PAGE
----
Happy Thanksgiving everyone! I know, it’s been a LONG time since my last blog post. I have tons of topics that I’ve been meaning to get into the blog, but alas, it was fortunately a busy wedding season! So here’s a fun blog post for everyone out there who’s hosting Thanksgiving tomorrow and will undoubtedly receive some flowers – most likely from your local grocer. Below are some steps I took this evening to show how you can turn what would typically be the ‘ol flowers in a vase into a gorgeous Thanksgiving centerpiece.
*I should note, to make this post as realistic as possible, I sent my husband out to get ‘grocery store flowers’, he of course came back with some quite lovely bouquets from Whole Foods! Oh well – looks even more amazing than!
So here’s my selection to work with, a mixture of roses, hypericum berries, and some calla lilies.
The first step is to pick out your container. Try to find something other than a typical vase, I have a small collection of milk glass, and selected this piece because of its graceful shape, and rather low profile. (Perfect for talking over at the table). The next step I like to do is full deconstruct the bouquet. I organize the flowers by type, which helps me create the arrangement later, so this is what I end up with:
Next step is to prep all the flowers, it takes a little bit of time, but really makes your arrangement look professional. Below are pictures of the rose stripped of leaves first (you can do this quickly by taking an old washcloth, holding the base of the flower head with one hand, and running the washcloth tightly down the stem with the other). Next you’ll remove all the old petals from the outside of the rose. The last image shows me ‘forcing’ the rose to open up a bit. You can do this by running your finger in a spiral the direction of the bloom, opening it up, or gently pushing it open from the top. *Caution: this will cause the flower to not last as long, but as this is for Thanksgiving, I wanted the arrangement to look it’s best on the big day, and didn’t have time to wait for the rose to open on it’s own.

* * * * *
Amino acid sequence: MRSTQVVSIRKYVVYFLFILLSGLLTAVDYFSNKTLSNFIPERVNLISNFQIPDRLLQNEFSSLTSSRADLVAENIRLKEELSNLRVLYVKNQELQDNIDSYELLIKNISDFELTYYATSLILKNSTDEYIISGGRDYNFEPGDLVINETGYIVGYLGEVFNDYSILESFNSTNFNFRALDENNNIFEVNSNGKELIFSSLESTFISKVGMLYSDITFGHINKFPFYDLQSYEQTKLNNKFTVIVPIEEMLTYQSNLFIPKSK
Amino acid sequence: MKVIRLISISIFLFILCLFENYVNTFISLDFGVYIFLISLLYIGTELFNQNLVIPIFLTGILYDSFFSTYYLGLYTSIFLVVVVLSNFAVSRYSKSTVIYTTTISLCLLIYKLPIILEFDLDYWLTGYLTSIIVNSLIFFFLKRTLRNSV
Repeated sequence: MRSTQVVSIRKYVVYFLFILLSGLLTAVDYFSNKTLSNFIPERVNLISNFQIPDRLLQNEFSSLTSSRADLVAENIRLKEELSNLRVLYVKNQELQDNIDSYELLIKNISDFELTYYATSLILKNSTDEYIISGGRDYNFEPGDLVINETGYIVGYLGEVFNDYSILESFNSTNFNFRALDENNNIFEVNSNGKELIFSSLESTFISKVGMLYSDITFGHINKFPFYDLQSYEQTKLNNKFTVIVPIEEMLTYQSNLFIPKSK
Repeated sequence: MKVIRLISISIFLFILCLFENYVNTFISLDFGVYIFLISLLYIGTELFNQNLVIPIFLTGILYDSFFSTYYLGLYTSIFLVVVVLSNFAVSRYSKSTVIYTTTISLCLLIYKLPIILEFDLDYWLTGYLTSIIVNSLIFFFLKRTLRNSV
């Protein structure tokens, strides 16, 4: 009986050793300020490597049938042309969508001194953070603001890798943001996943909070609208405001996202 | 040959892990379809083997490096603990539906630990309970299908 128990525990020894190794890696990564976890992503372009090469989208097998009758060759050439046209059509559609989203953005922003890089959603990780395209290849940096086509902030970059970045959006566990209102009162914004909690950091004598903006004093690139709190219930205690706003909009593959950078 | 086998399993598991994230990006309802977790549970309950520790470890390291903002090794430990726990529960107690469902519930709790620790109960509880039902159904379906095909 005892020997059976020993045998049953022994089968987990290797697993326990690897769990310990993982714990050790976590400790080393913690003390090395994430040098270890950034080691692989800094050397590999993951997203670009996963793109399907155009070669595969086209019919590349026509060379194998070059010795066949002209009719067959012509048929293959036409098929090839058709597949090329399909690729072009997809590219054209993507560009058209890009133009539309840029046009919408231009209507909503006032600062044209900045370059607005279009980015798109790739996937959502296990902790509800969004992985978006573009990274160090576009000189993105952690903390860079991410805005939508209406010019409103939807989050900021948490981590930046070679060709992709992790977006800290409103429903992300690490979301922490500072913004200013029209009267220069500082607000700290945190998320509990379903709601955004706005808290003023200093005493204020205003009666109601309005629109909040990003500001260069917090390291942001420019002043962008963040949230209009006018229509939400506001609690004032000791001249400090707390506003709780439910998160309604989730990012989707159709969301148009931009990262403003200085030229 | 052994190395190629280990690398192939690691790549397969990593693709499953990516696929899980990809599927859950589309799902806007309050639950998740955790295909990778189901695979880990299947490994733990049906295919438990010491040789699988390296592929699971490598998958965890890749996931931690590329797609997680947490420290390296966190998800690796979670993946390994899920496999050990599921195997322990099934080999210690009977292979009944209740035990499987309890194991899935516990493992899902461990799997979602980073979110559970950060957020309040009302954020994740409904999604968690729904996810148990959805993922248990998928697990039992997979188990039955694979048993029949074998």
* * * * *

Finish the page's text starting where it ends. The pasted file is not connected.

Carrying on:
Now you can see the difference between a polished rose, and the original state it came in out of the package. Much better!
Then I remove all the extra leaves and berries that I know will sit below the waterline in the container. This will help the arrangement last longer. Looks like we’re all set to start arranging!
To make your arranging MUCH easier, I recommend keeping some floral foam on hand. You can find it easily at any craft store, Michael’s seems to have the largest selection. Of course, all of mine was at my floral studio, so I cheated and put in some decorative rocks I had left over from a terrarium to help hold my stems in place while I worked. Also, once you remove all the excess leaves from your flowers (which are mostly torn up and dead anyways), you’ll lose a lot of volume. This is the perfect time of year though, since I just hopped out into my yard and took some autumnal leaves off my maple. It works as a great filler, is much more unique than your typical ferns and baby’s breath, and gives what would have been a very traditional arrangement some fun, interest, and texture. Below is what I started with for the ‘base’ of the design. The leaves were easy to work with to quickly get an idea of the shape and height I wanted the arrangement to be:
From the leaves I work down the list on the strongest design elements in the arrangement. Next I put in my roses, spreading them out, followed by the calla lilies, and finally filled in any leftover holes with the berries and extra greenery. I like to group hypericum berry branches together, to make a larger impact:
And of course, in the spirit of Thanksgiving, feel free to leave a mess for someone else to clean up! Cheers!